- The Brash: Confidently or confusedly buying it; convinced it’s actually good.
- The Beautiful: Probably not buying it, but not letting on. Not necessarily uncritical (whether a comment was Brash or Beautiful could only be guessed at, but comments’ tonal quality provided a reasonable basis for making the determination).
Enough speculation. Here is what actually happened, what I learned, and why it’s of concern to YOU as an FOL.
For my first MAC, I settled on a working title of “this is a test” fitted to a diorama of a scientist in a laboratory. The test was, “How bad do I have to build before people start bashing me?” I love double entendres!
The building process was surreal and brief, though not as brief as the finished product might suggest. I’m tempted to say it took less than an hour and a half, but it might have been closer to two hours.
Fun fact: It actually takes longer to think about what would look good, then determine the polar opposite, than it does to intuitively determine what looks good during the building process. DOING the good building, of course, almost always takes more time (case in point: the angled panels that form the backdrop of this build would look much better if they were level and tiled, but it takes longer to make a stable framework for that and put down all the tiles). Fundamentally, bad building will almost always take less physical effort, but it often takes a great deal more mental effort.
So what was the product of all that effort? How was the MAC received?
Raw numbers first! Since being posted over two months ago, it has accumulated 95 favorites, 14 comments, and over 5,900 views. For reference, my builds generally average 150, 25, and 12,000, respectively, placing This is a test on the low end of the spectrum. However, that’s a large disparity, and an easy one to judge from. Later on we’ll be dealing with much closer numbers, so it will prove useful to determine which of the three values-favorites, comments, or views-gives the best indication of the subject quality. Is it comments? Nah, they can express disapproval, or any number of other things. Views? Nope, the number of people who viewed something gives no indication of their feelings toward the object viewed. By elimination, favorites are the heaviest factor. This makes sense, as they are synonymous with “Likes” and are bestowed solely as a token of approval. Judging solely by them, a reduction from an average of 150 to 95 favorites is no 50% dive but pretty steep nonetheless!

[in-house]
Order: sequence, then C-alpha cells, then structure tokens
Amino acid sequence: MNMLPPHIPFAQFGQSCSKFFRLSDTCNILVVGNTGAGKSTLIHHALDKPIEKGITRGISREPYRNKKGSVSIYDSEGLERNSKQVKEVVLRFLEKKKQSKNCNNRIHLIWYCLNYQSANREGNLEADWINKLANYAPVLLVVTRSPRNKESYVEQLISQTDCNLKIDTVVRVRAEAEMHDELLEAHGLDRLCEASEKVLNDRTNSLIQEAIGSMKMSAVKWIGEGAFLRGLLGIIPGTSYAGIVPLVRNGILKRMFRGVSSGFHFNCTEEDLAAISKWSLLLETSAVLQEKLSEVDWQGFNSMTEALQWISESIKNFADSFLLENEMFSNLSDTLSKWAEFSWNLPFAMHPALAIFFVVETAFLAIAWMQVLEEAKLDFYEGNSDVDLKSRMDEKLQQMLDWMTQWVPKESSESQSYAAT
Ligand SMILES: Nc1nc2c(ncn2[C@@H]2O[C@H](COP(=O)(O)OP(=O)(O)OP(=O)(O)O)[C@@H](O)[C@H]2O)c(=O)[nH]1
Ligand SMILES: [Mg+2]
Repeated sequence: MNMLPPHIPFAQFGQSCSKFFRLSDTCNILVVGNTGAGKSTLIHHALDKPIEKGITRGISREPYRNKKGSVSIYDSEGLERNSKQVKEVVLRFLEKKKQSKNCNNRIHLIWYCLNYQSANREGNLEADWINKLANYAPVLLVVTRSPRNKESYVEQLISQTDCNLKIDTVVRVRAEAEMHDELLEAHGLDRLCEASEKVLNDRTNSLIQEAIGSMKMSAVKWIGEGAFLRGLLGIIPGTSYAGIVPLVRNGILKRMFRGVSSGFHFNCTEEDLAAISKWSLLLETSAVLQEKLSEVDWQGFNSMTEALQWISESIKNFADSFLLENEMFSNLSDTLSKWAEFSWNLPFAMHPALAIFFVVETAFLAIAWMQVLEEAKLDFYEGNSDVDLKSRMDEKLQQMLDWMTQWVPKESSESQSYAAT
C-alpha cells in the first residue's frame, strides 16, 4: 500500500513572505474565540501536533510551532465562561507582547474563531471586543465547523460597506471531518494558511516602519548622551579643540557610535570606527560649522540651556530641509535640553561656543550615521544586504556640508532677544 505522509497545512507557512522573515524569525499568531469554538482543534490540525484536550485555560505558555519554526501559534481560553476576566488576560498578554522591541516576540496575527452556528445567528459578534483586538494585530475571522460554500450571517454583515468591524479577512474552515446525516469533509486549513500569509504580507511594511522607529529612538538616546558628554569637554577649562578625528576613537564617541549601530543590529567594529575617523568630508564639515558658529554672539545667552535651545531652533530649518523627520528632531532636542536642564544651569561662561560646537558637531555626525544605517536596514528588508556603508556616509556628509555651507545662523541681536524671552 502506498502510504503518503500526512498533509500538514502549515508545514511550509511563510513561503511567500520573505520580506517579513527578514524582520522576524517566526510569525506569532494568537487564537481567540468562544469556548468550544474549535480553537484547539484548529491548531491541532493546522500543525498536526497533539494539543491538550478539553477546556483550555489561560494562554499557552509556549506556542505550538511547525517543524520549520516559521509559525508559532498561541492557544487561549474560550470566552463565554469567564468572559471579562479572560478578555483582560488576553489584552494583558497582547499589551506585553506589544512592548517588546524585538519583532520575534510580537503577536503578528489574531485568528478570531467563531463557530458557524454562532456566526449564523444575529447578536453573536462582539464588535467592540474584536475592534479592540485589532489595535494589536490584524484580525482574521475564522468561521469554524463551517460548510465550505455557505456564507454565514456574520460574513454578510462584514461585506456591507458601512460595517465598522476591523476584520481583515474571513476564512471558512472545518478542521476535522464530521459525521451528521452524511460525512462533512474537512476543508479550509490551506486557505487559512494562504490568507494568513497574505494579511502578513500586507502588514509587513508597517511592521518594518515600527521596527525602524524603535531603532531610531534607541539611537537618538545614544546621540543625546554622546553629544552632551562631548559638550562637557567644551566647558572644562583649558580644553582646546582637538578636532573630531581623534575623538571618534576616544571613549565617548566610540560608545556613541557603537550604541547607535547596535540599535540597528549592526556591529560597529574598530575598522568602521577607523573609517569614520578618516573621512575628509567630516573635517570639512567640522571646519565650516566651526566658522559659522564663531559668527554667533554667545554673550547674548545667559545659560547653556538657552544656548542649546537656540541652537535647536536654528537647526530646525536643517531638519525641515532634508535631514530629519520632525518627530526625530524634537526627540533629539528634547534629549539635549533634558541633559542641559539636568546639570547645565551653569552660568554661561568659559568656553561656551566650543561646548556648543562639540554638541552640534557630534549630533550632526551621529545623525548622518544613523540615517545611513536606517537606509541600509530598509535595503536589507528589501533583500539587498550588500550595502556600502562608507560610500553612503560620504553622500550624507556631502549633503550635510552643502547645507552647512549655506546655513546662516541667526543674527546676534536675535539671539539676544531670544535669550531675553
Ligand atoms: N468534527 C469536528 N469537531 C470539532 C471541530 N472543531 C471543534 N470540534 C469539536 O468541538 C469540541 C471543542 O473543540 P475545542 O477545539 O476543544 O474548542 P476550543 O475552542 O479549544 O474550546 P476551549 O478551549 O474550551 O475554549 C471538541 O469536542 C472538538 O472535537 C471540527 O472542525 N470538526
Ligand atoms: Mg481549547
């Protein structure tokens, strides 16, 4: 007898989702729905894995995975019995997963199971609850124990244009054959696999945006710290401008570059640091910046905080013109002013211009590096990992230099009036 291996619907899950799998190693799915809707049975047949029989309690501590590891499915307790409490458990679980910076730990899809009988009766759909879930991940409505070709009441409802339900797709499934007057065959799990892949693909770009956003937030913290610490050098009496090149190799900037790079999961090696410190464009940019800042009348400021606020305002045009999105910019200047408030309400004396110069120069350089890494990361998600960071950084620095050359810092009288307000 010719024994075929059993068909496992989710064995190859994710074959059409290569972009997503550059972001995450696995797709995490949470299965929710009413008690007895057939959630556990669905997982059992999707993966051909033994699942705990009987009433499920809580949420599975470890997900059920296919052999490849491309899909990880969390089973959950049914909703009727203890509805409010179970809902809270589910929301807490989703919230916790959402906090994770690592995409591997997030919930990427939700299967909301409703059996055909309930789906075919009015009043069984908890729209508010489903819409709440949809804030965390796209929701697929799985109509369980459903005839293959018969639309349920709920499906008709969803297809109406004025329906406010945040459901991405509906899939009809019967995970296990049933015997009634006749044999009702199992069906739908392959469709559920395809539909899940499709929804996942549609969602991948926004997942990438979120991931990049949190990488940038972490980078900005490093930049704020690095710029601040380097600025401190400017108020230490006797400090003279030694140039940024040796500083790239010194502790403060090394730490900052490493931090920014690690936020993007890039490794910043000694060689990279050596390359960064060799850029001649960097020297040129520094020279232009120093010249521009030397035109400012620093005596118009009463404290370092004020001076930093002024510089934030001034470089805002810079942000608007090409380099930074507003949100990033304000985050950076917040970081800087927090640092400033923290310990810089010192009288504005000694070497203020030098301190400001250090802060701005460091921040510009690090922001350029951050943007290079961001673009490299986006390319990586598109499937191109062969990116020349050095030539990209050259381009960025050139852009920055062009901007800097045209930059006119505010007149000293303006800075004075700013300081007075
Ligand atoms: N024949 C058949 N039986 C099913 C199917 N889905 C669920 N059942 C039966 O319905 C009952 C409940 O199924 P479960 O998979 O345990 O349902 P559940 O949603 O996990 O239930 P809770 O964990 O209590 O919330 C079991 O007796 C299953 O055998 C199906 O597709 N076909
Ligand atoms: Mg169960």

To someone who averages lower, that’s still pretty darn good and probably seems pretty darn unfair, too. Ninety-five is pushing 100, and almost 6,000 people had their eyes assaulted by my skinny triangle scientist! As you can guess, that’s just a result of me being a five-year builder with a decent amount of seniority. If someone far older and more established like Tyler Clites or Nannan Zhang had done this instead of me, their results would be better than I could have gotten if I’d built at my best. The de facto power of following and reputation; something that always needs to be calibrated for.
Moving on to the subjective, let’s take a look at those 14 comments. The non-qualitative words “interesting” and “creepy” were used most often, along with “innovative,” “weird,” “crazy,” and “unsettling.” Skirting around the quality of the build with Beautiful comments was definitely the most socially appropriate thing to do, but there were two or three others who expressed varying levels of criticism, from tentative implication to polite directness. Then there’s Bold Deus Otiosus, who totally passed the test with uncommon brutality: “I thought you said you have higher standard. [sic]” For the record, he didn’t know what I was doing, but he does know me personally to a certain extent. You can always count on a friend to point out your flaws!